Wednesday, January 30, 2008

Faith of our Fathers

This evening, reading this concise book by James Cardinal Gibbons, I have run into an explanation which I'd not heard expounded before, except from my own meditations, and it is comforting to know that where the spirit has led in prayer, better men than me have gone before, and with greater erudition and eloquence, stating it simply and concisely. Suffice to say, that the protestant doctrine of sola scriptura (private interpretation) is prefigured in the Old Testament by the typology of the Tower of Babel; man erects an edifice on which he attempts to climb to heaven, but instead is confounded and unable to communicate with his brother, resulting only in confusion and discord instead. This is the logical and inevitable result of private interpretation of scripture cut loose from the divinely authorized teaching church as a guide.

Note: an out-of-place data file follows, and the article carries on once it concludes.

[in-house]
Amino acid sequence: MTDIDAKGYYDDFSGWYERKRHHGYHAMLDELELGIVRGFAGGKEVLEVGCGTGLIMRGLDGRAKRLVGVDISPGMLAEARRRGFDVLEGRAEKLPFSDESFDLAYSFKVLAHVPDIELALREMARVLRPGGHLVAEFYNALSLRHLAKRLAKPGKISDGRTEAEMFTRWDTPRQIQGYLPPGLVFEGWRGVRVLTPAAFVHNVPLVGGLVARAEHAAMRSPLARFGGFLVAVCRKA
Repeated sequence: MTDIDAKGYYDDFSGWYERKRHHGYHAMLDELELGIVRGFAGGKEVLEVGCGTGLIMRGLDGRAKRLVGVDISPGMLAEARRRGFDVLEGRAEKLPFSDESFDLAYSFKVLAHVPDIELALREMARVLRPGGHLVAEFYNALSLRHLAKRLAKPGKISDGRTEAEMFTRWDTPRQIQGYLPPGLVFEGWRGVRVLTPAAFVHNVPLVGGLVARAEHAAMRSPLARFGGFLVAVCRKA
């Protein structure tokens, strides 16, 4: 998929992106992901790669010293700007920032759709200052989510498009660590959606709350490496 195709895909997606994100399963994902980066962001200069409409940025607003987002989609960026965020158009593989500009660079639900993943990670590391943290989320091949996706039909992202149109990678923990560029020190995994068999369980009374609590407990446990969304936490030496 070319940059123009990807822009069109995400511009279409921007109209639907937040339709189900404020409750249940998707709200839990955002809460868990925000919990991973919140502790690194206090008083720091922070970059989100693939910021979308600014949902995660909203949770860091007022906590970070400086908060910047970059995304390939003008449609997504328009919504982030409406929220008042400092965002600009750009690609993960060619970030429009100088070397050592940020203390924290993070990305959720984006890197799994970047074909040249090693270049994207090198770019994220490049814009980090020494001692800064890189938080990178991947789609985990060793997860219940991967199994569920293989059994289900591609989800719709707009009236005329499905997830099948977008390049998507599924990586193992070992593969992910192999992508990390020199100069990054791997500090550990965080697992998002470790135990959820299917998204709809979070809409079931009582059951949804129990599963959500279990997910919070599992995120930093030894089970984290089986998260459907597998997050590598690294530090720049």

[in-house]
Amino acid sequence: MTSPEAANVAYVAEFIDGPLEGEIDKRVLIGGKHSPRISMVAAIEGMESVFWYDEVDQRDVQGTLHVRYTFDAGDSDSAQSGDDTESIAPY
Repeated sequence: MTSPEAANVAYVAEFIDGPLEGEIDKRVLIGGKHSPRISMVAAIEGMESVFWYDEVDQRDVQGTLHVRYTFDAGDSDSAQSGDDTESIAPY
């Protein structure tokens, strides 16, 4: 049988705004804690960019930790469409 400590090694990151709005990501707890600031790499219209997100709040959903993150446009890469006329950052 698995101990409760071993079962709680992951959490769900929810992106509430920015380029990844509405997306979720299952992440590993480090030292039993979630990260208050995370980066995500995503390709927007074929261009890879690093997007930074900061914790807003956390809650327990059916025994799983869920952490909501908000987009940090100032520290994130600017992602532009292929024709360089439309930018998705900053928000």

In the copy of "The Faith of our Fathers" which I recently obtained (1893 edition, original price $1), I notice in the back, listed for sale, that there are several titles by "Faber", including "All for Jesus," "Bethlehem," "Foot of the Cross," "Hymns," and more. Scratch my head... Faber, that's a familiar name. Sure enough, "The Life of St. Rose of Lima" which I transcribed and is linked on the side bar, is an edition edited by Fr. F. W. Faber, who it turns out is Frederick William Faber, Tractarian convert, founder of the Oratorians of St. Philip Neri with Newman, and author of the Hymn "Faith of our Fathers" (title of my current read)!

Faith of our fathers! Mary's prayers
Shall win our country back to thee;
And through the truth that comes from God
England shall indeed be free
Faith of our fathers, Holy Faith
We will be true to thee till death...

When I used to sing this (well, the sanitized OCP version) in the Episcopal Church, I used to wonder about it, 'cause I certainly could not sing about my father's faith, so what the heck was it about anyway? I had the suspicion that there were things I wasn't being told. The journey of discovery continues, because there are still things untold, in the Catholic Church as well; and sometimes I think I am like a forensic examiner trying to reconstruct what was once living and vibrant, but now it is hard to find a reliable guide; but these little things reassure me that The Guide is still active, if one looks and is docile to Him, rather than seeking the novelty of being tossed around by every wind of doctrine.

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